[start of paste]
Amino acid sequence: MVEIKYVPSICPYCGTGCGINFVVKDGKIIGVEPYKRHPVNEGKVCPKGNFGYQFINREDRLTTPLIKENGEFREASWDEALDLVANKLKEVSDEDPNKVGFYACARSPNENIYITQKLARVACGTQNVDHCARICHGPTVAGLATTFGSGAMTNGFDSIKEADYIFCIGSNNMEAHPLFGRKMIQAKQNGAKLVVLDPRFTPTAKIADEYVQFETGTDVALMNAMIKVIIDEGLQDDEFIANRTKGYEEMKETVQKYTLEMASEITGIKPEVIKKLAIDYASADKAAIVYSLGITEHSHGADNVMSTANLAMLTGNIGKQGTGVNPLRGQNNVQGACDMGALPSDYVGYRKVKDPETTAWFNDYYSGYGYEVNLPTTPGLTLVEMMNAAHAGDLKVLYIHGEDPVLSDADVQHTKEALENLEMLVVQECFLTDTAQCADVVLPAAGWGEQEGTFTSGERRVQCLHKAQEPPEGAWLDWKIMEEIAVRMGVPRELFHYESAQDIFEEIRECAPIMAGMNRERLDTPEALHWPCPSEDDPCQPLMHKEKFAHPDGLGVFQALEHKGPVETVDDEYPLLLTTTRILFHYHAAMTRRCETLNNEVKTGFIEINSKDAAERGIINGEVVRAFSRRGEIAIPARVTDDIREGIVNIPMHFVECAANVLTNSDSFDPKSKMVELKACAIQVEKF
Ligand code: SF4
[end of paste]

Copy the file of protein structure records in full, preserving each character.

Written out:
Amino acid sequence: MVEIKYVPSICPYCGTGCGINFVVKDGKIIGVEPYKRHPVNEGKVCPKGNFGYQFINREDRLTTPLIKENGEFREASWDEALDLVANKLKEVSDEDPNKVGFYACARSPNENIYITQKLARVACGTQNVDHCARICHGPTVAGLATTFGSGAMTNGFDSIKEADYIFCIGSNNMEAHPLFGRKMIQAKQNGAKLVVLDPRFTPTAKIADEYVQFETGTDVALMNAMIKVIIDEGLQDDEFIANRTKGYEEMKETVQKYTLEMASEITGIKPEVIKKLAIDYASADKAAIVYSLGITEHSHGADNVMSTANLAMLTGNIGKQGTGVNPLRGQNNVQGACDMGALPSDYVGYRKVKDPETTAWFNDYYSGYGYEVNLPTTPGLTLVEMMNAAHAGDLKVLYIHGEDPVLSDADVQHTKEALENLEMLVVQECFLTDTAQCADVVLPAAGWGEQEGTFTSGERRVQCLHKAQEPPEGAWLDWKIMEEIAVRMGVPRELFHYESAQDIFEEIRECAPIMAGMNRERLDTPEALHWPCPSEDDPCQPLMHKEKFAHPDGLGVFQALEHKGPVETVDDEYPLLLTTTRILFHYHAAMTRRCETLNNEVKTGFIEINSKDAAERGIINGEVVRAFSRRGEIAIPARVTDDIREGIVNIPMHFVECAANVLTNSDSFDPKSKMVELKACAIQVEKF
Ligand code: SF4